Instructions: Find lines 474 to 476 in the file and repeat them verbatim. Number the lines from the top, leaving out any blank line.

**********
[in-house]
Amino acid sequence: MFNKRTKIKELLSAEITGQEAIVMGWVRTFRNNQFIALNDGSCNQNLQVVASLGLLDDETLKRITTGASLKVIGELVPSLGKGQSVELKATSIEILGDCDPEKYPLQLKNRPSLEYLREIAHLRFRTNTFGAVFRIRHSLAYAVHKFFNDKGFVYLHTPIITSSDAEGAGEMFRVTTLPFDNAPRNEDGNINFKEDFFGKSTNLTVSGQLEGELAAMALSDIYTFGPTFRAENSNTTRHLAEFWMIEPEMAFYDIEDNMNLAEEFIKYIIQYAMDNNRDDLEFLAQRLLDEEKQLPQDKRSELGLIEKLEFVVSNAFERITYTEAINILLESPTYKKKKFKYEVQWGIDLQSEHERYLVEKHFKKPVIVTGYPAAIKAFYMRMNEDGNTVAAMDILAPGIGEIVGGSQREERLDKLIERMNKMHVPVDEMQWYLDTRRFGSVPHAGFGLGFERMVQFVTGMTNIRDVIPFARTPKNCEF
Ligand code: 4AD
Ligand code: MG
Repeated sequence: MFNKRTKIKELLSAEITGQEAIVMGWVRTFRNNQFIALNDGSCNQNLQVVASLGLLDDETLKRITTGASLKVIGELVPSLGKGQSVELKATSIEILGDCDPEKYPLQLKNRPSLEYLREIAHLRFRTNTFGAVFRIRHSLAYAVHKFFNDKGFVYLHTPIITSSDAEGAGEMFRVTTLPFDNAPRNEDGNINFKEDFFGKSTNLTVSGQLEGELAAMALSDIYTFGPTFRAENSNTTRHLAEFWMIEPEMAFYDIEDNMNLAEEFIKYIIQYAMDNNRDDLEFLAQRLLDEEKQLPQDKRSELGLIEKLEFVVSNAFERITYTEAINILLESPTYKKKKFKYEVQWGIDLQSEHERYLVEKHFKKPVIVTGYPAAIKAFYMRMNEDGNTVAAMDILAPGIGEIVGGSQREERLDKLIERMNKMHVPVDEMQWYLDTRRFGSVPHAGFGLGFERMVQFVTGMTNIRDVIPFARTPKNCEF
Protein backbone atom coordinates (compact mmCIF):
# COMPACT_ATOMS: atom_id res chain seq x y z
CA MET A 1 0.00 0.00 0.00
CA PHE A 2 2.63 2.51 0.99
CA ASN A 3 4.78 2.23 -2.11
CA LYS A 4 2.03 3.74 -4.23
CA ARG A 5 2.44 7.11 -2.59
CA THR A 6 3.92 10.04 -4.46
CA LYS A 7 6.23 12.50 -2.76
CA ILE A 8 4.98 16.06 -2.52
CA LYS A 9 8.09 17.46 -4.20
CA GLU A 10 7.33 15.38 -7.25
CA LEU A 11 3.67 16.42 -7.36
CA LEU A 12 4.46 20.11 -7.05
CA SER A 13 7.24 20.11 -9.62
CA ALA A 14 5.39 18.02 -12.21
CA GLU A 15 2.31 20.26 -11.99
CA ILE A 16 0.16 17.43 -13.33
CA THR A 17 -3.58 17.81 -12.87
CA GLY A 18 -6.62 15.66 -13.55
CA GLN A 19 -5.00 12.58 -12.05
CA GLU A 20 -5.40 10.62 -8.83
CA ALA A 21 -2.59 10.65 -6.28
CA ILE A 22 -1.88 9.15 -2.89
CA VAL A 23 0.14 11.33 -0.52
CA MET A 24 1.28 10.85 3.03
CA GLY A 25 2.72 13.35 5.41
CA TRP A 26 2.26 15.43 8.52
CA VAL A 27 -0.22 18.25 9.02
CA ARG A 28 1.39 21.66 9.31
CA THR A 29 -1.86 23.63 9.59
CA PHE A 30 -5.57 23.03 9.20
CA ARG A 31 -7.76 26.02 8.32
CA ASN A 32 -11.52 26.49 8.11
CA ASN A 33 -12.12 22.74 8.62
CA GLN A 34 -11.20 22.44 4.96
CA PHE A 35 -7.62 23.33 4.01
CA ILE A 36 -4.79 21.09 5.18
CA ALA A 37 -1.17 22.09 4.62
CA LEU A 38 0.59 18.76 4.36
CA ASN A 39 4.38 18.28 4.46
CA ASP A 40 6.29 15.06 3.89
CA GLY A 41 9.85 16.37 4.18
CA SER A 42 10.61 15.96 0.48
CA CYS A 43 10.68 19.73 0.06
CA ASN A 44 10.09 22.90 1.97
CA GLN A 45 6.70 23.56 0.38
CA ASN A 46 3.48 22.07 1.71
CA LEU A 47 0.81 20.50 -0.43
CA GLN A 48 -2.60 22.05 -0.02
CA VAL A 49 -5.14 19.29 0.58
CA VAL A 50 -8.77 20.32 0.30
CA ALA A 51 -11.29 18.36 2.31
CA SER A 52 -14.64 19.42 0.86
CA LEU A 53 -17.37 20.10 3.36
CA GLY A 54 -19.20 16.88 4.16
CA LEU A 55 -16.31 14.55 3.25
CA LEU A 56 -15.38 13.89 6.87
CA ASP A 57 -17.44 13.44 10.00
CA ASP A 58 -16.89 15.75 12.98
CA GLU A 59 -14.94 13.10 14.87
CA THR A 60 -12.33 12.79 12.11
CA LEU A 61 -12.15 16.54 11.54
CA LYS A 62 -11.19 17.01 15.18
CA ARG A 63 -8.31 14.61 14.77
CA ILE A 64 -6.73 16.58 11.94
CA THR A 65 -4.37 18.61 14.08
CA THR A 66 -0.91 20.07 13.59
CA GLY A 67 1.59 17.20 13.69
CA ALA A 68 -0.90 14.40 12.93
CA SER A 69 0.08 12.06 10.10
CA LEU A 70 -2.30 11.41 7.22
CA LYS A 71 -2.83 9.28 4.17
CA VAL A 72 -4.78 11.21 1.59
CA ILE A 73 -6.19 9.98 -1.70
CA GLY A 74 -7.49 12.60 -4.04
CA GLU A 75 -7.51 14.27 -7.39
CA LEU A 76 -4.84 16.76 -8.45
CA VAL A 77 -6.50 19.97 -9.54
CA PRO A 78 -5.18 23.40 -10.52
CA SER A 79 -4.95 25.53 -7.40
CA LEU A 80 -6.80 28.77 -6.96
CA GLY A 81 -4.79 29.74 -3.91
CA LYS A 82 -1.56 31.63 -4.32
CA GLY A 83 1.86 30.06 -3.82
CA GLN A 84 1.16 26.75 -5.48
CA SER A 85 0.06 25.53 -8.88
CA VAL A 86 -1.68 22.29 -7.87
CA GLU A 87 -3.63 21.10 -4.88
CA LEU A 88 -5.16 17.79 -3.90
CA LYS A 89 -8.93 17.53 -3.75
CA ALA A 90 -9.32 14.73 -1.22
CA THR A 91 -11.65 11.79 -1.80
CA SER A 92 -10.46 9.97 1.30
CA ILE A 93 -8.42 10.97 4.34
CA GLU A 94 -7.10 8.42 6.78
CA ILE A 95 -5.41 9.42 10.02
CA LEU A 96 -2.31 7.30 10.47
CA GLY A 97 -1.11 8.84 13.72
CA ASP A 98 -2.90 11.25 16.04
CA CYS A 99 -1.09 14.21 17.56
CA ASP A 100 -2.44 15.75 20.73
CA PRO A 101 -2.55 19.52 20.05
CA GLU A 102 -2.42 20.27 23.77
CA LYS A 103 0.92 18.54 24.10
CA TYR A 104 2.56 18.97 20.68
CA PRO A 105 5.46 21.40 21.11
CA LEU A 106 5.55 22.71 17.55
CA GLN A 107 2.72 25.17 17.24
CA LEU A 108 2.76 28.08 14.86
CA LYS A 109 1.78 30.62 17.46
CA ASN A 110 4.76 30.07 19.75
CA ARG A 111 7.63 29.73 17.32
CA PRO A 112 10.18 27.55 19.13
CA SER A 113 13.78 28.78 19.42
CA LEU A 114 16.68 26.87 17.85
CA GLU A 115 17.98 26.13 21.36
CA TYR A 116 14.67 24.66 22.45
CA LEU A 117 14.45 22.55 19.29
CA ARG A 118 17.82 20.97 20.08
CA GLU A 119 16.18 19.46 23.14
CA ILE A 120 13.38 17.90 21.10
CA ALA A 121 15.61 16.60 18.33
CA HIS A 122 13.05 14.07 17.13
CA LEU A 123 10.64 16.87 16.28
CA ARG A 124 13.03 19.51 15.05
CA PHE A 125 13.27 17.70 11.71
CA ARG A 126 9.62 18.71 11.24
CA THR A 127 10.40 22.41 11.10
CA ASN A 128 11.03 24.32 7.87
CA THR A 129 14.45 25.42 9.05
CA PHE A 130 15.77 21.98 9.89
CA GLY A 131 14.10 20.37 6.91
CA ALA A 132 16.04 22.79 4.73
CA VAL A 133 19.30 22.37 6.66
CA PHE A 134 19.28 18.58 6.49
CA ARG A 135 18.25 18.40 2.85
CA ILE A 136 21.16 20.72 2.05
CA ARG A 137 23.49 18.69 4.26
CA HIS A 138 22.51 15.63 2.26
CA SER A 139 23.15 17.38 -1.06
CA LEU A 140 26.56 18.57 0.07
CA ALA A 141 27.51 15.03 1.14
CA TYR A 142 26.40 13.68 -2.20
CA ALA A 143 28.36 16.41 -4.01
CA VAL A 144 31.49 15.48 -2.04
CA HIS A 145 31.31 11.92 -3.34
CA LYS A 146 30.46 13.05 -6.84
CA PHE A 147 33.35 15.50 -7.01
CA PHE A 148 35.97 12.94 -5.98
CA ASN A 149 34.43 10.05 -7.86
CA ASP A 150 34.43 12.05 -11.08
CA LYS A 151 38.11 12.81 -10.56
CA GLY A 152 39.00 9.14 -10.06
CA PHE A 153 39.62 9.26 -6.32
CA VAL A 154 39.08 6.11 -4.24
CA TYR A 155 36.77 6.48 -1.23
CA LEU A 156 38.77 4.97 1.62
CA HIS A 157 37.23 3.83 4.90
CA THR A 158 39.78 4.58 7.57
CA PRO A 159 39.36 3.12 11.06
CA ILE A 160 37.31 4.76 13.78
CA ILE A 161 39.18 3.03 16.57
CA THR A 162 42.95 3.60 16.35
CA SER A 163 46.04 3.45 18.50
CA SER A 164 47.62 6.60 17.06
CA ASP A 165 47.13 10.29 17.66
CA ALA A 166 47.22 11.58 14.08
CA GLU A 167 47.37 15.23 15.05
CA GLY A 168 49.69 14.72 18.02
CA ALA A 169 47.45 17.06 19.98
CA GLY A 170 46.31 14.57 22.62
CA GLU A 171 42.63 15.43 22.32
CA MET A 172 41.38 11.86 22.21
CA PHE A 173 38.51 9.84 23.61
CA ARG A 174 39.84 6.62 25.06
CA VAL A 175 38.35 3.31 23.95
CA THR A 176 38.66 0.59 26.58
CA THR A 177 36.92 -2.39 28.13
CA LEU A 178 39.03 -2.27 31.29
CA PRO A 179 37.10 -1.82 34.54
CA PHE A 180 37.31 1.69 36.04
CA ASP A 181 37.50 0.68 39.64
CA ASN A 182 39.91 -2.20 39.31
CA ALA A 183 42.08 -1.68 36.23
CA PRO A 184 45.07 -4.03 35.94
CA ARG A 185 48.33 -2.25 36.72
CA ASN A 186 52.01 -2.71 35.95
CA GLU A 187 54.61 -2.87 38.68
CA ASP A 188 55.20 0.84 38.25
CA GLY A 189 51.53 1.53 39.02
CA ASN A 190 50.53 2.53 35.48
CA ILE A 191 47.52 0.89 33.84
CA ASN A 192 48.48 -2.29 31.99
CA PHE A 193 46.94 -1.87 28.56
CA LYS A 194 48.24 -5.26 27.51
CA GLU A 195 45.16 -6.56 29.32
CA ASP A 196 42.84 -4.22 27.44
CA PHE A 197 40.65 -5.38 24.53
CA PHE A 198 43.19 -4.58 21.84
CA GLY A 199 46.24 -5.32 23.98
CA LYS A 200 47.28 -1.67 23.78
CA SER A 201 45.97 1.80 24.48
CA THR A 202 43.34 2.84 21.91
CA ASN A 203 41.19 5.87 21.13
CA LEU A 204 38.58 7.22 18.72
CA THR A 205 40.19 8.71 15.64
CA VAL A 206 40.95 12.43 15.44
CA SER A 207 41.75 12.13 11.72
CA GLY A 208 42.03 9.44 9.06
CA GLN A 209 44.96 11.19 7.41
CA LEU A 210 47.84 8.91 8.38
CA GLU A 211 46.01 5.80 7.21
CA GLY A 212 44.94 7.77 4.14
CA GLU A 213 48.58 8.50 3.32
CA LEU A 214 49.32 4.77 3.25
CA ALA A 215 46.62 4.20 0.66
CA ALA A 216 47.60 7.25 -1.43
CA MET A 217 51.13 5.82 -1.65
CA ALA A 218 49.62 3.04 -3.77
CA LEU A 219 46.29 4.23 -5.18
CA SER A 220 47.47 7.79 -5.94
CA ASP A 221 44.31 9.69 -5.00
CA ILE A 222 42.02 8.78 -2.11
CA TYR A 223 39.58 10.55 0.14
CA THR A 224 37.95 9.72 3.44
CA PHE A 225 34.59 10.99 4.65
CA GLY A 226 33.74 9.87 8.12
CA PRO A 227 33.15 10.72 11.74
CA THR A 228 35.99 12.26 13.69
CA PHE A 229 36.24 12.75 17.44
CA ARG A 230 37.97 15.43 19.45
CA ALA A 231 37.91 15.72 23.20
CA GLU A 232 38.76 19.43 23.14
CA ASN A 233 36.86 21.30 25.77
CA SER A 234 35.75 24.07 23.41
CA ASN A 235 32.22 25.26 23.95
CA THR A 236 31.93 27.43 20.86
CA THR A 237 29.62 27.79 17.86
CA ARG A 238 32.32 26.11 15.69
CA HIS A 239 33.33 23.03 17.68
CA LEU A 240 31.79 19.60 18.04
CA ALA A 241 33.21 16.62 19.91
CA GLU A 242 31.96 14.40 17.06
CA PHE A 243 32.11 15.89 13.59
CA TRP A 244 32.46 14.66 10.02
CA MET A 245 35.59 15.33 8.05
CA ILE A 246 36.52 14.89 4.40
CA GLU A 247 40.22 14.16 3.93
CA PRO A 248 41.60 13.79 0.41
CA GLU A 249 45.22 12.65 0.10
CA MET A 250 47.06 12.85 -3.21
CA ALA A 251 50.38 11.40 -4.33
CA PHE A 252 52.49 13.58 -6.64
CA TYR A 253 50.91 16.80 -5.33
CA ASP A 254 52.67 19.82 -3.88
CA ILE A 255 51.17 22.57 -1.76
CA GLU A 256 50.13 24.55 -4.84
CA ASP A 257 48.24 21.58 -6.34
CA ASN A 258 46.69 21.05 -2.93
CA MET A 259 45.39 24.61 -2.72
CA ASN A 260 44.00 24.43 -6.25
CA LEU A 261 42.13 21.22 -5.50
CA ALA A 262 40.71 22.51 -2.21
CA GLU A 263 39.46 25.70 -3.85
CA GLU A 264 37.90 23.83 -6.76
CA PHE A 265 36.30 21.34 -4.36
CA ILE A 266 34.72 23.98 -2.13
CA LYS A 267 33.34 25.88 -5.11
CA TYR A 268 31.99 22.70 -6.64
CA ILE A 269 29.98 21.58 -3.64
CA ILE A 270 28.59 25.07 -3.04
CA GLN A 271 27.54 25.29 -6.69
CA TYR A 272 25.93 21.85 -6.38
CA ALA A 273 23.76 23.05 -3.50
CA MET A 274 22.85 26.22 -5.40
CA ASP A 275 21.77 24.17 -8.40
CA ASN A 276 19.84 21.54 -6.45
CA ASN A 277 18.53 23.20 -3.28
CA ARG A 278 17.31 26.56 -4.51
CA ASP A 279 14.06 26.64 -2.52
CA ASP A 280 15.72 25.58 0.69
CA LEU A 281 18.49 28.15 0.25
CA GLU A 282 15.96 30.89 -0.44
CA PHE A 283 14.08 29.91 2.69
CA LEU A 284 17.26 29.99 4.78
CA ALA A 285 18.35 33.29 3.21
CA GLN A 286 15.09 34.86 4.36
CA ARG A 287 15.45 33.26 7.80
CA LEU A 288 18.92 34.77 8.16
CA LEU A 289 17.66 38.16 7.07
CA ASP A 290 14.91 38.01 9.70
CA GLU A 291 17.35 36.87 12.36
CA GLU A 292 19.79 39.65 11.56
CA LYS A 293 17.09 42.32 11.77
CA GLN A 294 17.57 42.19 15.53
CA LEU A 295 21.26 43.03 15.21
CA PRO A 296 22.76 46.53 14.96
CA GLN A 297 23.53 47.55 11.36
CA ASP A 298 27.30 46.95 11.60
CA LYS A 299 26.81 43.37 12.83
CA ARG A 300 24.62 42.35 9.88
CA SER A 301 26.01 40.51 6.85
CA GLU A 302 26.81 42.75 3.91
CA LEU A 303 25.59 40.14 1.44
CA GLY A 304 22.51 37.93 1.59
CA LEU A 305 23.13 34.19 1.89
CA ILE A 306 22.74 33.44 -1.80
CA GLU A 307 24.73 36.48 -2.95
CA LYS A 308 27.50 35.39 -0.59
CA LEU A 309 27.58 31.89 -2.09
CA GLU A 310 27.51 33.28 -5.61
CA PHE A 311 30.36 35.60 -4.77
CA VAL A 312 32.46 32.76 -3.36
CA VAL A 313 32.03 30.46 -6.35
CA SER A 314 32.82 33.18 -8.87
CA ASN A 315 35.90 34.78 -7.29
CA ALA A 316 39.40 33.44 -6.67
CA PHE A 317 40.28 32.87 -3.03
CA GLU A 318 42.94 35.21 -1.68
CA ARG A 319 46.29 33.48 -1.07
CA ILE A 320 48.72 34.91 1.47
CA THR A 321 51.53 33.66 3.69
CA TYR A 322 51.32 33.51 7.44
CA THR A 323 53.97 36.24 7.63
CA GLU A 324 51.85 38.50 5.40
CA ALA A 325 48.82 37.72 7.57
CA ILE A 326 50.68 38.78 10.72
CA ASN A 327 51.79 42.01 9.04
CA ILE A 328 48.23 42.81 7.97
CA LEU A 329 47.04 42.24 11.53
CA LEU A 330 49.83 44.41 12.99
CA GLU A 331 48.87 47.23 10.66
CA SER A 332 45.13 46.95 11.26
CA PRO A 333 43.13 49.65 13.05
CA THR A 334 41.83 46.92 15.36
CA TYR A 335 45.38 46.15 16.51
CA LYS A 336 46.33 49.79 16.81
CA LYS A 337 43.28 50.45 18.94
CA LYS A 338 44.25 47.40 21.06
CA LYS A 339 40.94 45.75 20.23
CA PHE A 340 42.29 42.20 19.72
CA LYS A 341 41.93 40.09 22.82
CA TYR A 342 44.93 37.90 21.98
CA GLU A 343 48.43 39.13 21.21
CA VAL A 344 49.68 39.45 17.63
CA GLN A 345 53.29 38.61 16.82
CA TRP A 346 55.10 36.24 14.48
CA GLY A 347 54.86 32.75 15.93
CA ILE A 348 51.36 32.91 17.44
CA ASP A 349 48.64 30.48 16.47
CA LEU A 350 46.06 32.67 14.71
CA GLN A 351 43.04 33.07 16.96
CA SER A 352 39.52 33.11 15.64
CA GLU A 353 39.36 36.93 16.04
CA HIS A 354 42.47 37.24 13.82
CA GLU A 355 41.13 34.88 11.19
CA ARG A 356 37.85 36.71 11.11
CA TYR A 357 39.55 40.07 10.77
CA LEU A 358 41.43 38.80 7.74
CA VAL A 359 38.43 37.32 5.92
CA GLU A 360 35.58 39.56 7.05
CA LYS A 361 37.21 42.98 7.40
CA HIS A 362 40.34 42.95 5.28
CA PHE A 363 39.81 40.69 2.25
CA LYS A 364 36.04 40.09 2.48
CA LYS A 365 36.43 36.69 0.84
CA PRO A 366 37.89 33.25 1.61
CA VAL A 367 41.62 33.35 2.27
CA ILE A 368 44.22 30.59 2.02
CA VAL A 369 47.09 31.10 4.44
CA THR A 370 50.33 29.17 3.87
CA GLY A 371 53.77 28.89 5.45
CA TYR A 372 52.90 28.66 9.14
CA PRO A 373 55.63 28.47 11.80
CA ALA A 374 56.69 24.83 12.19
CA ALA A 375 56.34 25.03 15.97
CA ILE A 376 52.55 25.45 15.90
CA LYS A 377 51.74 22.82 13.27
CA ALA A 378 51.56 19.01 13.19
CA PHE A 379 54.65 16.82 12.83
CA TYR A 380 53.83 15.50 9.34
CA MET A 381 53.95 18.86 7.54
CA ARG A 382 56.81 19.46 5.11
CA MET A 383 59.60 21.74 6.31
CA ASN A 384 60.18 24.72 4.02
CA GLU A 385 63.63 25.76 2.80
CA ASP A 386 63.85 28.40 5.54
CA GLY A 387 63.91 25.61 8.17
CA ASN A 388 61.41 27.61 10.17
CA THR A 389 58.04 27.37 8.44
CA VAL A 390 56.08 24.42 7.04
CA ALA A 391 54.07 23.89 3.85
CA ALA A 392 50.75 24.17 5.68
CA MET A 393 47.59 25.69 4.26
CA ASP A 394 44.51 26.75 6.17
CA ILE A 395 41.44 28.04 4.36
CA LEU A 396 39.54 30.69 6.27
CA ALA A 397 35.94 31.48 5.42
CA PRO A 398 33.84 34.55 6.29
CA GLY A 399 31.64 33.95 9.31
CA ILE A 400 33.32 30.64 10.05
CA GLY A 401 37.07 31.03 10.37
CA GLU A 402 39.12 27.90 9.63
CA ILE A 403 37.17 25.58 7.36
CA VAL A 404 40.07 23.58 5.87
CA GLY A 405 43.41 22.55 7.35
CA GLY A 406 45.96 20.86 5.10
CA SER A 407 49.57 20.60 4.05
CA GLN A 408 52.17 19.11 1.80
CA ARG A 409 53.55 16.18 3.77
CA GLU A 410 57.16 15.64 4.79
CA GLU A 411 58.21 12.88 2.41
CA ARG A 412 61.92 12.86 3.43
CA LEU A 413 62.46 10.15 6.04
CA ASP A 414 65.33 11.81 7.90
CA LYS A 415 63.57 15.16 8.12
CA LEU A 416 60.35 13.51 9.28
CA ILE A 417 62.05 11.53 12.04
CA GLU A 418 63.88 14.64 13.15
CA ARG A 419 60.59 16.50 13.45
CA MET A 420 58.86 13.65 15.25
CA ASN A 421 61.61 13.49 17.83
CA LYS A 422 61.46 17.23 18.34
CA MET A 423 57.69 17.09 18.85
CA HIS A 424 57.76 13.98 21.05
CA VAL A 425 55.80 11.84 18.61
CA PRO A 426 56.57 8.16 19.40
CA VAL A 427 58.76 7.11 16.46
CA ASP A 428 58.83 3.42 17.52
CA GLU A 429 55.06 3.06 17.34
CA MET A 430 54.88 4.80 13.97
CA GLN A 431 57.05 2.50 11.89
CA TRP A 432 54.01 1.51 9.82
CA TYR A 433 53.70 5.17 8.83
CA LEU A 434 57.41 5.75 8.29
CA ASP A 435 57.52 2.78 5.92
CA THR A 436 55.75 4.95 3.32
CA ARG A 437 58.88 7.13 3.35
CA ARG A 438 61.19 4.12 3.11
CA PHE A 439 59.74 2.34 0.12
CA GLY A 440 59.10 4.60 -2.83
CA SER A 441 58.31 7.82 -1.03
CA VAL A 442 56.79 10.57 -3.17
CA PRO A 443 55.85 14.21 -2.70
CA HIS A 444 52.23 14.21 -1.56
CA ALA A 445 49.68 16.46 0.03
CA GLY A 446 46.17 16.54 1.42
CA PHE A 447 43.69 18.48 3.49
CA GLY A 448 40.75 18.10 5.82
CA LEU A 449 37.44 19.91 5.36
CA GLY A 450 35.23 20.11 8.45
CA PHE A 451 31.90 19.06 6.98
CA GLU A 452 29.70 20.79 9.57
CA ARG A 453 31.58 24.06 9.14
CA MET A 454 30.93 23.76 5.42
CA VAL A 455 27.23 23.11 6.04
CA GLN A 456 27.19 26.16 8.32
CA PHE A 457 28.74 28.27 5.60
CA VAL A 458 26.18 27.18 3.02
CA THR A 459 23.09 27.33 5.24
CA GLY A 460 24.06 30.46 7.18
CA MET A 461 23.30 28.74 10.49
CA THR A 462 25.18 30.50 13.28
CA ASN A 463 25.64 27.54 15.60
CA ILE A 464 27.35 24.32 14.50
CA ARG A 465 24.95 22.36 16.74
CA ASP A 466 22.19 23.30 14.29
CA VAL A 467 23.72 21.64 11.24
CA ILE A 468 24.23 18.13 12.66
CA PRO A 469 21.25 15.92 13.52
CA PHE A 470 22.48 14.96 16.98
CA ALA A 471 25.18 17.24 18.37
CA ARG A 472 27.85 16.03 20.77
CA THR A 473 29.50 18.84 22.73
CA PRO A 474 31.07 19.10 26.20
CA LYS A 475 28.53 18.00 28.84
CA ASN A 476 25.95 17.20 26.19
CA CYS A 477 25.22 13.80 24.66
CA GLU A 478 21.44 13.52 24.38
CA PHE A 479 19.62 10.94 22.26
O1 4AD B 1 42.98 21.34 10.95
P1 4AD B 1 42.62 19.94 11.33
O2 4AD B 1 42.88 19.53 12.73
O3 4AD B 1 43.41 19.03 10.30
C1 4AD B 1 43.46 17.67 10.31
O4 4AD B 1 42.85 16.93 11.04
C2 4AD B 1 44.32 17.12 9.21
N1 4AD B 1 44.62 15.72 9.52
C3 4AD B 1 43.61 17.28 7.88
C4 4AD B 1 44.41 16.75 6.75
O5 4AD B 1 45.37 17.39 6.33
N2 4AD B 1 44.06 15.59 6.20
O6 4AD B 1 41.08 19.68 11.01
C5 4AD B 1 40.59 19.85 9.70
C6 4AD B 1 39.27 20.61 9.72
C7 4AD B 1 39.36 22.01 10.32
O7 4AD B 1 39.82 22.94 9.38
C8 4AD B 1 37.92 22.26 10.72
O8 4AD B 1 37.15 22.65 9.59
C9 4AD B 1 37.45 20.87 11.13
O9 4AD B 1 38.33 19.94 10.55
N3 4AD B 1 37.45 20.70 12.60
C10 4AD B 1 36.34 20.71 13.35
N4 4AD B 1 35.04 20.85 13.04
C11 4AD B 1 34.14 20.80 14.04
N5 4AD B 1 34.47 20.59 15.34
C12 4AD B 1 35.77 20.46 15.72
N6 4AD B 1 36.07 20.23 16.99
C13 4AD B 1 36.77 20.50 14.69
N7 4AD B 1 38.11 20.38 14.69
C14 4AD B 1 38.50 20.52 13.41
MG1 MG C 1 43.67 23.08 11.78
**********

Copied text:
CA VAL A 467 23.72 21.64 11.24
CA ILE A 468 24.23 18.13 12.66
CA PRO A 469 21.25 15.92 13.52